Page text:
I wish I could tell you the exact product I used, but my dear husband was so efficient cleaning up, the empty can went to the garbage.  Anyway, I found the product in a spray can near the paint at Home Depot.  I looked for a Thompson's Water Seal, but finding none I found this product that is used on gutters or along roof lines to seal cracks.  Make sure you get the clear coat and apply it to the inside of the pots.  Make sure you are in a well ventilated place!

4.  Paint your pots - I used Rust-Oleum Painter's Touch 2X Ultra Cover Paint + Primer.  It comes in a spray can in lots of beautiful colors - some bright and others more natural.  I really liked this product and chose deep blue, bright yellow and orange (so I could have a little blue and orange action for my Illini)


I used cardboard under the pots to protect the garage floor and left the garage doors open because you need good ventilation.  (Seriously, these products can make you sick if you sniff them.)  This paint product was exceptional - I barely needed a second coat.  I painted three large pots with one can of blue and had left over yellow and orange after painting two slightly smaller pots in each color.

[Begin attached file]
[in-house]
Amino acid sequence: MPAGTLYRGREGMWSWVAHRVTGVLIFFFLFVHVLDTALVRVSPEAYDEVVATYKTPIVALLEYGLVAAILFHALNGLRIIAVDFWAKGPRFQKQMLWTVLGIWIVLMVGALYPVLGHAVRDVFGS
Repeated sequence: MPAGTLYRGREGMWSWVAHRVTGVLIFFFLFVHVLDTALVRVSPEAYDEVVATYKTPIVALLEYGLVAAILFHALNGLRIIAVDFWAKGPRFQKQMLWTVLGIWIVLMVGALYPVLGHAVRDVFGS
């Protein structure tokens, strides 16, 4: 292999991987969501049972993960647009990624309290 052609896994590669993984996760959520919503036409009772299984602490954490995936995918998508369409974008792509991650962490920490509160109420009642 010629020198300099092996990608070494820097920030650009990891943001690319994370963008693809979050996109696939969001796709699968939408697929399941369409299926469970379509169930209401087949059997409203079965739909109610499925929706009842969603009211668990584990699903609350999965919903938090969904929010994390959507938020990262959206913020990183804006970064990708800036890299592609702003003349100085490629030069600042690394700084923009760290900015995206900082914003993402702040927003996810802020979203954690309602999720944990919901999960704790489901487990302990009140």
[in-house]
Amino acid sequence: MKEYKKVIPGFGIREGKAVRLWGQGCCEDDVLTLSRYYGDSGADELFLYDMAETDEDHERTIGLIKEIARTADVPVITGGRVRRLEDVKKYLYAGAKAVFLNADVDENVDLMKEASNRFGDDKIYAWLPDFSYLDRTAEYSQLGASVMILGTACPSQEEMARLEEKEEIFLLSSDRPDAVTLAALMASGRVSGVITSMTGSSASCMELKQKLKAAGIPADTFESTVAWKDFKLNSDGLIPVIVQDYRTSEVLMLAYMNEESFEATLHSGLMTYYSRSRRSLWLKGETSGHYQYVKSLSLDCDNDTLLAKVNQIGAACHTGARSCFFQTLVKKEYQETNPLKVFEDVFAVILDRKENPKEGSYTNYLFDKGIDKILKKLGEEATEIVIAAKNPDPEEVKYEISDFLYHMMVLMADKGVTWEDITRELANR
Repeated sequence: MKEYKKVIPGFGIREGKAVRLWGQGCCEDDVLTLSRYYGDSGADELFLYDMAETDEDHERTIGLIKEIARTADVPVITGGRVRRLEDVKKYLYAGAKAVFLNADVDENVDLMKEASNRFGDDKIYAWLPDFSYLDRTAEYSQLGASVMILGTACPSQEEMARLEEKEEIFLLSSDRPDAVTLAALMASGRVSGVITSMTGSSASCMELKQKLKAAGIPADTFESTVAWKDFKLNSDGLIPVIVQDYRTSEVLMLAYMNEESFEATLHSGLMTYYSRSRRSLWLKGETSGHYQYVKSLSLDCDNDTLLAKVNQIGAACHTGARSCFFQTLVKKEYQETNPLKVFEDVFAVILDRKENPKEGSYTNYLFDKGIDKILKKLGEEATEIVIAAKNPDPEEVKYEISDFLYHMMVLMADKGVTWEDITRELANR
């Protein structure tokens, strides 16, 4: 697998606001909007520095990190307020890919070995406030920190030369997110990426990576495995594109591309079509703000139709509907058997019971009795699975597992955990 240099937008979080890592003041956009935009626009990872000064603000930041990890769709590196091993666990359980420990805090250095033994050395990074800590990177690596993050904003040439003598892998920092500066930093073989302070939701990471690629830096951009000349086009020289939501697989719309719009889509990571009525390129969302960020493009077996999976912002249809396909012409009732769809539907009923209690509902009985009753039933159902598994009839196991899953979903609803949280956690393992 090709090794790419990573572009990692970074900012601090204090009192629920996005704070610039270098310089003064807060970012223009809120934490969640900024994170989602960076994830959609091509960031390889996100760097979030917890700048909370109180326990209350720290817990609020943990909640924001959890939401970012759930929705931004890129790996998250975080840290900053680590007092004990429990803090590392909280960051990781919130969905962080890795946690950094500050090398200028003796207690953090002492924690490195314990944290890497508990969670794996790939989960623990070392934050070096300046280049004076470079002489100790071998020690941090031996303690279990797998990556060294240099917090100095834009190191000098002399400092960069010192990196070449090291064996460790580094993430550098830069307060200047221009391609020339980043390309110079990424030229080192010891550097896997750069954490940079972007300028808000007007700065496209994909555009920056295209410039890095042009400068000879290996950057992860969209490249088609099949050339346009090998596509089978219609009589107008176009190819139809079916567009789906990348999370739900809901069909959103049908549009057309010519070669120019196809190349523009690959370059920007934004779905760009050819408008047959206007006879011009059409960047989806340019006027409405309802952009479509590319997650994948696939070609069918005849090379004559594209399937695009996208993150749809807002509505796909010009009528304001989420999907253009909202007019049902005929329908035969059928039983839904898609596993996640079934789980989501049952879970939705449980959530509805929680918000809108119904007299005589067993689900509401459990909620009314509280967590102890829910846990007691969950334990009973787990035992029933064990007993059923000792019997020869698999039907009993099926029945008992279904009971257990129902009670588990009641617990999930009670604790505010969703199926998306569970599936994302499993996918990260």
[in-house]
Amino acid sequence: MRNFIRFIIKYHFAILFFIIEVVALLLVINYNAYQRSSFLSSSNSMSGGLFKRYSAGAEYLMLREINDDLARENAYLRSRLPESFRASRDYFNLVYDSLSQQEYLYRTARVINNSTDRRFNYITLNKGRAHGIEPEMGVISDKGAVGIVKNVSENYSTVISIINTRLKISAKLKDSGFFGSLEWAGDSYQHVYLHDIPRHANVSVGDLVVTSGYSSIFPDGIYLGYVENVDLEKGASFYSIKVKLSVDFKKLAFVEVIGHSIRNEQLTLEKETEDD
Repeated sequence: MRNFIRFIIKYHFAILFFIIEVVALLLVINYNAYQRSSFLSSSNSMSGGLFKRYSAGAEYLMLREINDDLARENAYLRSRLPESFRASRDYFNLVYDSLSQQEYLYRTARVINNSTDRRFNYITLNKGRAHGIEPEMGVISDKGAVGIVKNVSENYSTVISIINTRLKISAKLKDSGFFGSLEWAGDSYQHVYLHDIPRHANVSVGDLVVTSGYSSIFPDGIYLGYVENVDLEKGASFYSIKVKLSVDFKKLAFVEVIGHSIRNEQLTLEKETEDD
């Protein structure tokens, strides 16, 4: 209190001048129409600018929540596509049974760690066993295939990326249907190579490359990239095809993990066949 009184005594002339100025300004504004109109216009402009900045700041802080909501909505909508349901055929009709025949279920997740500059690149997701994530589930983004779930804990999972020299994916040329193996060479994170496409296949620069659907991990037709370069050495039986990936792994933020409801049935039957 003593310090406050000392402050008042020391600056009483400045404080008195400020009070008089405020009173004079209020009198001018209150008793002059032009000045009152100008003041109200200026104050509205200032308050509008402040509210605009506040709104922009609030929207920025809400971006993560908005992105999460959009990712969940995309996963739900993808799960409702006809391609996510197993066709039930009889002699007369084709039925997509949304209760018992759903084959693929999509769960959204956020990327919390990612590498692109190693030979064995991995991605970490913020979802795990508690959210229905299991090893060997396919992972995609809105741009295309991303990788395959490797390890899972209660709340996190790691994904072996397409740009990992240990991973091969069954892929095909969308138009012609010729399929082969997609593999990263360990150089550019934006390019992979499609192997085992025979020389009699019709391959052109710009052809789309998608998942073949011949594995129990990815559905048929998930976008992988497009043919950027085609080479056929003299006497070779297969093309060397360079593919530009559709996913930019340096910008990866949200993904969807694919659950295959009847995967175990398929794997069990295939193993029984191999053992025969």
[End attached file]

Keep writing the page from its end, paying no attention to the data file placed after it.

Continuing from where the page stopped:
They need to dry at least overnight, preferably 24 hours or more so they aren't tacky.  Flip them over and paint the inside down about 3-4 inches from the lip so you can still see the color after the flowers are planted.


5.  Plant in your pots and display!  This is the best part!  I'm very pleased with the finished product, especially with the colors of the fall mums.



This is going to be great when I finally get pumpkins and my other Halloween decorations!

Now if the flowers can just survive the javelinas . . .

cindy

Sunday, October 6, 2013

Illness, Isolation and Despair



Last week, a co-worker of mine committed suicide.  There's no explanation.  (Is there ever an explanation?)  It was especially shocking because this man was well known and a friend to all.  He was so joyous and knew everyone's name.  So what happened?  What did everyone miss?  Could it have been prevented?  That's impossible to say, but the experts at Help Guide have suggested several ways you can help or determine whether someone is suicidal:

1.  Speak up if you're worried.  Don't assume someone else will do this, even if the depressed person has family or friends that might be "closer".

2.  Respond quickly.  If a person shares that he or she is contemplating suicide, take them seriously.  If they describe a plan, call 911 and don't let them out of your sight.

3.  Offer help and support.  I had to read this one a couple of times because it seems overly simplistic.  However, when I read "help" I think that means "fix".  You can't fix, but you can offer to be a sympathetic ear that can facilitate the person to get professional help.